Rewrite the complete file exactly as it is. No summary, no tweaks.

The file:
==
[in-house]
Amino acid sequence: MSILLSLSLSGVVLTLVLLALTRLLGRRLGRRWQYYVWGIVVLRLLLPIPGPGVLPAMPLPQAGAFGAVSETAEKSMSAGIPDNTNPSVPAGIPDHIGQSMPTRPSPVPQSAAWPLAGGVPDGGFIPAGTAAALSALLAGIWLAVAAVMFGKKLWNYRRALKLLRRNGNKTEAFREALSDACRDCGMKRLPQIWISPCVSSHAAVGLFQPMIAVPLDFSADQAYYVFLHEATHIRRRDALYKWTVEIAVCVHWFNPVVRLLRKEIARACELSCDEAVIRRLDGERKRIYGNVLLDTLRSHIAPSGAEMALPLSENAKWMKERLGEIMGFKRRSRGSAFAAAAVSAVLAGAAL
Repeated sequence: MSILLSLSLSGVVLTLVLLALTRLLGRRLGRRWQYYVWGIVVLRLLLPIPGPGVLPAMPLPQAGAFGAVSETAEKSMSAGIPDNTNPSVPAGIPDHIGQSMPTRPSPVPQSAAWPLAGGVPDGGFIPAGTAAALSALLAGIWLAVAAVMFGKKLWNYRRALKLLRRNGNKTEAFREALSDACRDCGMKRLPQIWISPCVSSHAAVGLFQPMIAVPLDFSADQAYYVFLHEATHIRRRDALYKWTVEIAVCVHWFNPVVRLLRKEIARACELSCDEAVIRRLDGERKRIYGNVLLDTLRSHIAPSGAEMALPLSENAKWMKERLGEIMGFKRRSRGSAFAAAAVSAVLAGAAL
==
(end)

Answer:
[in-house]
Amino acid sequence: MSILLSLSLSGVVLTLVLLALTRLLGRRLGRRWQYYVWGIVVLRLLLPIPGPGVLPAMPLPQAGAFGAVSETAEKSMSAGIPDNTNPSVPAGIPDHIGQSMPTRPSPVPQSAAWPLAGGVPDGGFIPAGTAAALSALLAGIWLAVAAVMFGKKLWNYRRALKLLRRNGNKTEAFREALSDACRDCGMKRLPQIWISPCVSSHAAVGLFQPMIAVPLDFSADQAYYVFLHEATHIRRRDALYKWTVEIAVCVHWFNPVVRLLRKEIARACELSCDEAVIRRLDGERKRIYGNVLLDTLRSHIAPSGAEMALPLSENAKWMKERLGEIMGFKRRSRGSAFAAAAVSAVLAGAAL
Repeated sequence: MSILLSLSLSGVVLTLVLLALTRLLGRRLGRRWQYYVWGIVVLRLLLPIPGPGVLPAMPLPQAGAFGAVSETAEKSMSAGIPDNTNPSVPAGIPDHIGQSMPTRPSPVPQSAAWPLAGGVPDGGFIPAGTAAALSALLAGIWLAVAAVMFGKKLWNYRRALKLLRRNGNKTEAFREALSDACRDCGMKRLPQIWISPCVSSHAAVGLFQPMIAVPLDFSADQAYYVFLHEATHIRRRDALYKWTVEIAVCVHWFNPVVRLLRKEIARACELSCDEAVIRRLDGERKRIYGNVLLDTLRSHIAPSGAEMALPLSENAKWMKERLGEIMGFKRRSRGSAFAAAAVSAVLAGAAL